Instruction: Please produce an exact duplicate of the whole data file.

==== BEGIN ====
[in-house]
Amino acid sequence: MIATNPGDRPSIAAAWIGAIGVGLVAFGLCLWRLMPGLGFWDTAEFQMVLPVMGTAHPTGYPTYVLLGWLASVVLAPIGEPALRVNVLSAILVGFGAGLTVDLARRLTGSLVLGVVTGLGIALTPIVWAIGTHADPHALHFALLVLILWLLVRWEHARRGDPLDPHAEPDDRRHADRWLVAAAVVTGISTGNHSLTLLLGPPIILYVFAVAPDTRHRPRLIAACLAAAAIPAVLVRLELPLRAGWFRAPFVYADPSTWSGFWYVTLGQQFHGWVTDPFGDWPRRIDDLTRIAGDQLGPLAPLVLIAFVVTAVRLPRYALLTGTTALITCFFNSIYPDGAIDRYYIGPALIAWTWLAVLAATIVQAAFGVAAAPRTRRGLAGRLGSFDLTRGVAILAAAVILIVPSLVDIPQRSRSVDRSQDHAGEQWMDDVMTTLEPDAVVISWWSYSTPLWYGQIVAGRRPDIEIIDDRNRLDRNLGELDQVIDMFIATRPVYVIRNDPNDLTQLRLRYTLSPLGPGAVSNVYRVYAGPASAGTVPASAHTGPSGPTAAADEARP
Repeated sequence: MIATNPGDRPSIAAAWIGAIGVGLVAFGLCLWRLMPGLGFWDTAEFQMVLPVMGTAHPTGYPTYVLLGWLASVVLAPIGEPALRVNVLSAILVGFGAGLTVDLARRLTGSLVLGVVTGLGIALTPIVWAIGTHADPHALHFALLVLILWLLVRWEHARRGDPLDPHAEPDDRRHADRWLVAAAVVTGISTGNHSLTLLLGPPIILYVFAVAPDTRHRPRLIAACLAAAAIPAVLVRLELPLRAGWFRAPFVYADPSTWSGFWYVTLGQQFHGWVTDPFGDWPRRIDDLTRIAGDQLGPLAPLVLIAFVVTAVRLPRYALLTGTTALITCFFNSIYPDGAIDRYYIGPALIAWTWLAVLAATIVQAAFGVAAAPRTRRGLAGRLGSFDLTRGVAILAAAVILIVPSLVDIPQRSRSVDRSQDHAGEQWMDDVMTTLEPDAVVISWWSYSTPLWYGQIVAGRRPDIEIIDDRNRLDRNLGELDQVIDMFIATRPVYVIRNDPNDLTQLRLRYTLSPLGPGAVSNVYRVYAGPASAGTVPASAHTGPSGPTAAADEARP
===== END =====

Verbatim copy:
[in-house]
Amino acid sequence: MIATNPGDRPSIAAAWIGAIGVGLVAFGLCLWRLMPGLGFWDTAEFQMVLPVMGTAHPTGYPTYVLLGWLASVVLAPIGEPALRVNVLSAILVGFGAGLTVDLARRLTGSLVLGVVTGLGIALTPIVWAIGTHADPHALHFALLVLILWLLVRWEHARRGDPLDPHAEPDDRRHADRWLVAAAVVTGISTGNHSLTLLLGPPIILYVFAVAPDTRHRPRLIAACLAAAAIPAVLVRLELPLRAGWFRAPFVYADPSTWSGFWYVTLGQQFHGWVTDPFGDWPRRIDDLTRIAGDQLGPLAPLVLIAFVVTAVRLPRYALLTGTTALITCFFNSIYPDGAIDRYYIGPALIAWTWLAVLAATIVQAAFGVAAAPRTRRGLAGRLGSFDLTRGVAILAAAVILIVPSLVDIPQRSRSVDRSQDHAGEQWMDDVMTTLEPDAVVISWWSYSTPLWYGQIVAGRRPDIEIIDDRNRLDRNLGELDQVIDMFIATRPVYVIRNDPNDLTQLRLRYTLSPLGPGAVSNVYRVYAGPASAGTVPASAHTGPSGPTAAADEARP
Repeated sequence: MIATNPGDRPSIAAAWIGAIGVGLVAFGLCLWRLMPGLGFWDTAEFQMVLPVMGTAHPTGYPTYVLLGWLASVVLAPIGEPALRVNVLSAILVGFGAGLTVDLARRLTGSLVLGVVTGLGIALTPIVWAIGTHADPHALHFALLVLILWLLVRWEHARRGDPLDPHAEPDDRRHADRWLVAAAVVTGISTGNHSLTLLLGPPIILYVFAVAPDTRHRPRLIAACLAAAAIPAVLVRLELPLRAGWFRAPFVYADPSTWSGFWYVTLGQQFHGWVTDPFGDWPRRIDDLTRIAGDQLGPLAPLVLIAFVVTAVRLPRYALLTGTTALITCFFNSIYPDGAIDRYYIGPALIAWTWLAVLAATIVQAAFGVAAAPRTRRGLAGRLGSFDLTRGVAILAAAVILIVPSLVDIPQRSRSVDRSQDHAGEQWMDDVMTTLEPDAVVISWWSYSTPLWYGQIVAGRRPDIEIIDDRNRLDRNLGELDQVIDMFIATRPVYVIRNDPNDLTQLRLRYTLSPLGPGAVSNVYRVYAGPASAGTVPASAHTGPSGPTAAADEARP